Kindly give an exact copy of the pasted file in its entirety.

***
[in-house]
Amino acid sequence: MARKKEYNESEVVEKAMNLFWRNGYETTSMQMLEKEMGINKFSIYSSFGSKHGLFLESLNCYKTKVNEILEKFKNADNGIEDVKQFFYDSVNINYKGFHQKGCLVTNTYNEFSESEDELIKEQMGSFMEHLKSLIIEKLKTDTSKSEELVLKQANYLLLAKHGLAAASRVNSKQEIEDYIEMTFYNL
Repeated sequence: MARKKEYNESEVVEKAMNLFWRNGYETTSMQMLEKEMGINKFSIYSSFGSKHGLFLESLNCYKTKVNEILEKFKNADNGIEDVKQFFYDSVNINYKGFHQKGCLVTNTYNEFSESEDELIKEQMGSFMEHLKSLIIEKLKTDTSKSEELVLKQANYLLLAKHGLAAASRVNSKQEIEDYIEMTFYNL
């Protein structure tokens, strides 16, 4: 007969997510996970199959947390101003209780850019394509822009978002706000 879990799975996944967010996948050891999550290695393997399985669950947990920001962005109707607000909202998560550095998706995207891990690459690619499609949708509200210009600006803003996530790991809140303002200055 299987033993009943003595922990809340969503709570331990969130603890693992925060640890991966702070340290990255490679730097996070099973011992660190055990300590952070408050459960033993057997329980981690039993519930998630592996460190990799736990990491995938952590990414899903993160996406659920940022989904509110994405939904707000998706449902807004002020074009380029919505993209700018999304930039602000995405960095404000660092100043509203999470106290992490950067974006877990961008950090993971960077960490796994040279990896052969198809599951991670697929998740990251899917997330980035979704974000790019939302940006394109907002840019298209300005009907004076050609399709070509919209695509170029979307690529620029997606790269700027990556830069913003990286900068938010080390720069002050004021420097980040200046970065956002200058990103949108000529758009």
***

[in-house]
Amino acid sequence: MARKKEYNESEVVEKAMNLFWRNGYETTSMQMLEKEMGINKFSIYSSFGSKHGLFLESLNCYKTKVNEILEKFKNADNGIEDVKQFFYDSVNINYKGFHQKGCLVTNTYNEFSESEDELIKEQMGSFMEHLKSLIIEKLKTDTSKSEELVLKQANYLLLAKHGLAAASRVNSKQEIEDYIEMTFYNL
Repeated sequence: MARKKEYNESEVVEKAMNLFWRNGYETTSMQMLEKEMGINKFSIYSSFGSKHGLFLESLNCYKTKVNEILEKFKNADNGIEDVKQFFYDSVNINYKGFHQKGCLVTNTYNEFSESEDELIKEQMGSFMEHLKSLIIEKLKTDTSKSEELVLKQANYLLLAKHGLAAASRVNSKQEIEDYIEMTFYNL
């Protein structure tokens, strides 16, 4: 007969997510996970199959947390101003209780850019394509822009978002706000 879990799975996944967010996948050891999550290695393997399985669950947990920001962005109707607000909202998560550095998706995207891990690459690619499609949708509200210009600006803003996530790991809140303002200055 299987033993009943003595922990809340969503709570331990969130603890693992925060640890991966702070340290990255490679730097996070099973011992660190055990300590952070408050459960033993057997329980981690039993519930998630592996460190990799736990990491995938952590990414899903993160996406659920940022989904509110994405939904707000998706449902807004002020074009380029919505993209700018999304930039602000995405960095404000660092100043509203999470106290992490950067974006877990961008950090993971960077960490796994040279990896052969198809599951991670697929998740990251899917997330980035979704974000790019939302940006394109907002840019298209300005009907004076050609399709070509919209695509170029979307690529620029997606790269700027990556830069913003990286900068938010080390720069002050004021420097980040200046970065956002200058990103949108000529758009």